Amsterdam is justly proud of its long-standing reputation for tolerance and with Ashkenazi Jews finding refuge in its borders throughout the 17th century, Jewish traditions have played an important part in the city’s heritage.
To honor this, the award-winning Joods Historisch Museum (Jewish Historical Museum) opened in the 1930s, and despite being shut down during the Nazi occupation of WWII, reopened in 1955. Its present location sprawls throughout the 17th-century buildings of 4 Ashkenazi synagogues on Jonas Daniël Meijerplein; as impressive outside as it is inside. Today, it remains the country’s only dedicated Jewish museum, exploring the history, culture and religion that have shaped so much of its population.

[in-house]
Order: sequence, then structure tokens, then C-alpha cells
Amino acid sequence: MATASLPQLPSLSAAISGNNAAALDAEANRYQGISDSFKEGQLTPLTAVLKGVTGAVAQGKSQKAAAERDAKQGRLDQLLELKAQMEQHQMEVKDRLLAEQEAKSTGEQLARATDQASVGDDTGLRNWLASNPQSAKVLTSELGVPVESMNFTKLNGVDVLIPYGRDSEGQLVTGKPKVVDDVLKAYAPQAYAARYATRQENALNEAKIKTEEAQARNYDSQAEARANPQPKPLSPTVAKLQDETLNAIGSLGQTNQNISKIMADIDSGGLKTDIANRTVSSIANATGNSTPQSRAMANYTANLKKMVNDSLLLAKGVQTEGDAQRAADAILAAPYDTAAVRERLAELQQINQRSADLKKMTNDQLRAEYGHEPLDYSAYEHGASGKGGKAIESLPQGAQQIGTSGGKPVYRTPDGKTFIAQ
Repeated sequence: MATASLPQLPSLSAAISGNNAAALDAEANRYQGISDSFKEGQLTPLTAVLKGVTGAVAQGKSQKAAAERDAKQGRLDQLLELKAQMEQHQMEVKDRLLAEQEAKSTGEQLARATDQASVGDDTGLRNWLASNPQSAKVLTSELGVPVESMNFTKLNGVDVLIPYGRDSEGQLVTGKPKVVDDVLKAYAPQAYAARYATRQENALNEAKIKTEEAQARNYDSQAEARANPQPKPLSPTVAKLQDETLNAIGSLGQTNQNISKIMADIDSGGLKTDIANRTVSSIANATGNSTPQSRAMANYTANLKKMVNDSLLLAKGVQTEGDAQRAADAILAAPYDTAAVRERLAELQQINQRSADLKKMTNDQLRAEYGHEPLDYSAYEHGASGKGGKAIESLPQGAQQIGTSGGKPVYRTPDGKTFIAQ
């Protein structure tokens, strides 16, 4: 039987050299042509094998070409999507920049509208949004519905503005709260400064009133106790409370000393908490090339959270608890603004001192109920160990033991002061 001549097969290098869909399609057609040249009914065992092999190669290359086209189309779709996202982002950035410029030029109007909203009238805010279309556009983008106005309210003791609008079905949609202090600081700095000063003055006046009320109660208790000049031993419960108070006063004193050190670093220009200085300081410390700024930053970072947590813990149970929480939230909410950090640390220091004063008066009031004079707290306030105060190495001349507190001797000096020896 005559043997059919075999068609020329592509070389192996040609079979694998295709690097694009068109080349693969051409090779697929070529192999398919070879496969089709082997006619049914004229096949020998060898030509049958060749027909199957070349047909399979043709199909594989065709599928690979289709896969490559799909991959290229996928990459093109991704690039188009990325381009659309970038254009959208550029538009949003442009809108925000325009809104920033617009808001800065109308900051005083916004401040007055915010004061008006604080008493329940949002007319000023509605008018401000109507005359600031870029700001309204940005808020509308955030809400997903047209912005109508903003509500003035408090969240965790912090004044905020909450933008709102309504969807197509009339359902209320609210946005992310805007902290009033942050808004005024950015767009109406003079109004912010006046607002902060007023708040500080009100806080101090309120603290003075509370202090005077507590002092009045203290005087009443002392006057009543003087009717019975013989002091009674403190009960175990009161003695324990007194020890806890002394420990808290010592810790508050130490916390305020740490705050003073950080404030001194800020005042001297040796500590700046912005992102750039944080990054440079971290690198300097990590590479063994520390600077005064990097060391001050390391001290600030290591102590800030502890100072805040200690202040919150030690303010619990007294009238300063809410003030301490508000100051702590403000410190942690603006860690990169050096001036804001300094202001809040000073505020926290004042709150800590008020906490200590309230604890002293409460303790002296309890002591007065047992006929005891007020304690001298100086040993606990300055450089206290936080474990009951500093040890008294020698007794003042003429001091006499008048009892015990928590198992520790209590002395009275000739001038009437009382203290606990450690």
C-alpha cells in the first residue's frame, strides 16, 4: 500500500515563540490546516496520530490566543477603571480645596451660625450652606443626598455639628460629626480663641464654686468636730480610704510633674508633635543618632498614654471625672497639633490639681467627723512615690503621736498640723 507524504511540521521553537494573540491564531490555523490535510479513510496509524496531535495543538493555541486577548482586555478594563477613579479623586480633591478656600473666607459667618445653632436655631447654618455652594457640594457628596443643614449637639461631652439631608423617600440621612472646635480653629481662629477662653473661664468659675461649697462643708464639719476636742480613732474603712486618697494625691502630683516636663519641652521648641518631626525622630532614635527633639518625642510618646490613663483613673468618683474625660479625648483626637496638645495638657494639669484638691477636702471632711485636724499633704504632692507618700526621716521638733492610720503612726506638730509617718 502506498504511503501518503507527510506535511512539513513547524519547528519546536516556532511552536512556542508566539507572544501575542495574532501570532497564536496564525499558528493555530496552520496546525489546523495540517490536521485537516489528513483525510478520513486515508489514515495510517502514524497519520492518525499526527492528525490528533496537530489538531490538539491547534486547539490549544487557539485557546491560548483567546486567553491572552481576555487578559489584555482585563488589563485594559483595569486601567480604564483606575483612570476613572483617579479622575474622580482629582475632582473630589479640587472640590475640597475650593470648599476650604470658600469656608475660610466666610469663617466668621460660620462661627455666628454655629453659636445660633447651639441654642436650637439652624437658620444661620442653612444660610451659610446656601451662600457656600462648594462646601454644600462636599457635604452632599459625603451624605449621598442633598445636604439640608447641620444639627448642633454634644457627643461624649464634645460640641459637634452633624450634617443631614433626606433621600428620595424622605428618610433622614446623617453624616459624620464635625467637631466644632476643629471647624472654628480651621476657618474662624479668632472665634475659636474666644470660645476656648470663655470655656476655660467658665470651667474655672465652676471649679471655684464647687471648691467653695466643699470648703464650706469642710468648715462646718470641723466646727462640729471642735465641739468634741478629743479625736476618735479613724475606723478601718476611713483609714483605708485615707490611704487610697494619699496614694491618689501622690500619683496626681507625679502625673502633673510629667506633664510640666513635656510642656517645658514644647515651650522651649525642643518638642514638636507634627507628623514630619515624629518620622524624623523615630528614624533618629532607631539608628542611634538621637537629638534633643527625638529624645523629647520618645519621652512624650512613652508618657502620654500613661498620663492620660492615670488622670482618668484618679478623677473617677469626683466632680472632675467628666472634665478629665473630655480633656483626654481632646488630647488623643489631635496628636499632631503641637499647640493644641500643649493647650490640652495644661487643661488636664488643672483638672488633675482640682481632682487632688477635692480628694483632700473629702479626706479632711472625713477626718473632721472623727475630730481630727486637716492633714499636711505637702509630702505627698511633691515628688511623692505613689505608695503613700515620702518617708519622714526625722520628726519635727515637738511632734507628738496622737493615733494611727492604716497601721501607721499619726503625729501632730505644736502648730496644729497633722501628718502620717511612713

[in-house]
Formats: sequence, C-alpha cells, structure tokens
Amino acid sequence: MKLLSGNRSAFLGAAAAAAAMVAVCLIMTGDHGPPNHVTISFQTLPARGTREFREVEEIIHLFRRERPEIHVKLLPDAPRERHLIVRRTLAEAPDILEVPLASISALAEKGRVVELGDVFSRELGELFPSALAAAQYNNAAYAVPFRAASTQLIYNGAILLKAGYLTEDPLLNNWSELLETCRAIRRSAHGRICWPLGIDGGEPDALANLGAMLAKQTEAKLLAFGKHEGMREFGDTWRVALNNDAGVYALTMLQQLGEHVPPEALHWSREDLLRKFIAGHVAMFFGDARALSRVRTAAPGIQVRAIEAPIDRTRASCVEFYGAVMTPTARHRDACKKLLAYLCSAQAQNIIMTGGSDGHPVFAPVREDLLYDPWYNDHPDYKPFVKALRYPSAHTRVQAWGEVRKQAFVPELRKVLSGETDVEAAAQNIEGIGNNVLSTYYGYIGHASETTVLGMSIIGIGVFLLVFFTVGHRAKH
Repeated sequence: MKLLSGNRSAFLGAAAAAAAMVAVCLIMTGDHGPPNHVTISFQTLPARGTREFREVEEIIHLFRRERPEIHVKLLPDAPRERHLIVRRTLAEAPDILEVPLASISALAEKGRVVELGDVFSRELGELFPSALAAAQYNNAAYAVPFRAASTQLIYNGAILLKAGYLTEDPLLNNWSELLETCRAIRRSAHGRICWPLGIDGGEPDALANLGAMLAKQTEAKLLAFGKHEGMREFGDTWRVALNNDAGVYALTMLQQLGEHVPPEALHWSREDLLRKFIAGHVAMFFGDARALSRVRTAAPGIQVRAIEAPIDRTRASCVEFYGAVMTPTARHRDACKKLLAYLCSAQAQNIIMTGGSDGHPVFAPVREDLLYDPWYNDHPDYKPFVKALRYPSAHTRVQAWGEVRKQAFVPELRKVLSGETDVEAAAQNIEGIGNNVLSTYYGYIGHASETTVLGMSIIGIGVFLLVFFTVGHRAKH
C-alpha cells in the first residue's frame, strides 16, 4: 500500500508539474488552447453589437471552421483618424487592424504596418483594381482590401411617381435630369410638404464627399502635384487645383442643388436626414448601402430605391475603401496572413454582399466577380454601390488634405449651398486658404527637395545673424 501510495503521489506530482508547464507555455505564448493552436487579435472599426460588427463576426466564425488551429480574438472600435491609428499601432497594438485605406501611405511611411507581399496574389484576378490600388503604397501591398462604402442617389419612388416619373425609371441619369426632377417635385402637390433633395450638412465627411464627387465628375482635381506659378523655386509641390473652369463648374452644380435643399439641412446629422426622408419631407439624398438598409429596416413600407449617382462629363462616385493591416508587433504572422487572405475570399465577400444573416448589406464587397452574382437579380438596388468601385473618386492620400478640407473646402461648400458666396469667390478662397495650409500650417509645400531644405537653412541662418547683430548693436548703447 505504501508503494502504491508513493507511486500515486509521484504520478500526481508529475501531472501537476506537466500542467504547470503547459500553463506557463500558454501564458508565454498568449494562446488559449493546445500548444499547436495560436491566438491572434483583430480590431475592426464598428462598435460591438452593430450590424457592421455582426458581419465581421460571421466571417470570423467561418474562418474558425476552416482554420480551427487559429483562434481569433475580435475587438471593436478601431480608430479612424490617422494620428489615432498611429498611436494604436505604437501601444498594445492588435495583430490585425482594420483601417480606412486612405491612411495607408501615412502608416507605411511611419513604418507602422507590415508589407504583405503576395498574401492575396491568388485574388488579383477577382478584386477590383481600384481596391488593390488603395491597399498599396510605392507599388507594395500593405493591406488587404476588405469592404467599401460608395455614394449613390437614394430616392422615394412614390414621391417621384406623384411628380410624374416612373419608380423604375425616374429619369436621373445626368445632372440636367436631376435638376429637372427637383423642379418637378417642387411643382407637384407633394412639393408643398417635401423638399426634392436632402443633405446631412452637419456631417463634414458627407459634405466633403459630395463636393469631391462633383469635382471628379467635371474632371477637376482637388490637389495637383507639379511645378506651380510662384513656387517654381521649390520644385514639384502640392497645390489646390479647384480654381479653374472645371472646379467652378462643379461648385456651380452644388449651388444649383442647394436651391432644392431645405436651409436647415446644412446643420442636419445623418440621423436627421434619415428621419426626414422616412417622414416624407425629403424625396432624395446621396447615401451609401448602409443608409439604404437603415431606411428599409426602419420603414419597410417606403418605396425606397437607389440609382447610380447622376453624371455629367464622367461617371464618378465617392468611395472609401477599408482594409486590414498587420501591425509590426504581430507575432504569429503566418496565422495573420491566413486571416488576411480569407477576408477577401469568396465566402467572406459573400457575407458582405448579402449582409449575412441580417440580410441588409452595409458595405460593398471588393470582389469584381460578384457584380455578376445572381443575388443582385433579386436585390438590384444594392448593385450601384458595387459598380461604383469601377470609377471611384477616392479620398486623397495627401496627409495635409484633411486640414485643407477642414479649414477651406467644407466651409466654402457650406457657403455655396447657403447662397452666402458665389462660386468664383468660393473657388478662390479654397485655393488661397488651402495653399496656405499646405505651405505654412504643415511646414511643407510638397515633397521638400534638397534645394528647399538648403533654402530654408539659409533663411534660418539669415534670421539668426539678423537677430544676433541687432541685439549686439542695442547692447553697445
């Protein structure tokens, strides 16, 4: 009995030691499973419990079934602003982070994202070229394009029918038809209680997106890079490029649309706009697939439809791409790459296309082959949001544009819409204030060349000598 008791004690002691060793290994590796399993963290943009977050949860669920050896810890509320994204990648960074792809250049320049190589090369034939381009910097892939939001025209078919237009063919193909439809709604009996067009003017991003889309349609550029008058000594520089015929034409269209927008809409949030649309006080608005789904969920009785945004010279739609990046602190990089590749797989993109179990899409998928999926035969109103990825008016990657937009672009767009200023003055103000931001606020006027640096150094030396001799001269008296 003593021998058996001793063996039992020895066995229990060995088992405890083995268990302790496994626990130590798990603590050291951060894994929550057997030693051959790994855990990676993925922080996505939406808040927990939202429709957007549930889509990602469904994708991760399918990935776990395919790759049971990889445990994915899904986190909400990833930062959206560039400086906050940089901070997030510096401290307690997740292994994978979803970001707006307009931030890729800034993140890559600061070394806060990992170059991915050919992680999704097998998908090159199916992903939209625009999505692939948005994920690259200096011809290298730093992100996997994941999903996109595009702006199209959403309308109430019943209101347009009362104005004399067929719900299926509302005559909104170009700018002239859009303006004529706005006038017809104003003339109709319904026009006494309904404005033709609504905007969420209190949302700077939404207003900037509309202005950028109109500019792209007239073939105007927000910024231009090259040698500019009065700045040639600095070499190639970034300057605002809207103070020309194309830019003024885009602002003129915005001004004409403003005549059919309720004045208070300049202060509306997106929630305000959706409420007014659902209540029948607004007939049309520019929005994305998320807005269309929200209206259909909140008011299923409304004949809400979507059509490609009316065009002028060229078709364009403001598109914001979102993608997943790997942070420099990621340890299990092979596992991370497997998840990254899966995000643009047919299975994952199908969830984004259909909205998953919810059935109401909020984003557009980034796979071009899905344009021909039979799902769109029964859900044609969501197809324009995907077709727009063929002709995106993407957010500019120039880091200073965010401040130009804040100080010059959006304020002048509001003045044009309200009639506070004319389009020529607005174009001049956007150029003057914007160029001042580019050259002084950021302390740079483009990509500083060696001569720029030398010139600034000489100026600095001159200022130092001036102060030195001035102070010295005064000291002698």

A vast collection of artwork, short films and photography accompanies the three permanent exhibitions, which showcase over 11,000 objects and focus on ‘Jewish traditions and customs’, the ‘history of Jews in the Netherlands’ and the harrowing tales and written testimonies of persecution under Nazi rule.
The modern museum also puts a twist on the storytelling in the adorning ‘JHM Children’s Museum’, where all ages are welcome to take part in Jewish-themed activities – if you’ve ever wanted to learn how to bake matzo, play traditional Jewish music or write in Hebrew, this is the place to learn. There’s even a café onsite, where you can recover from the day’s explorations – all kosher, of course.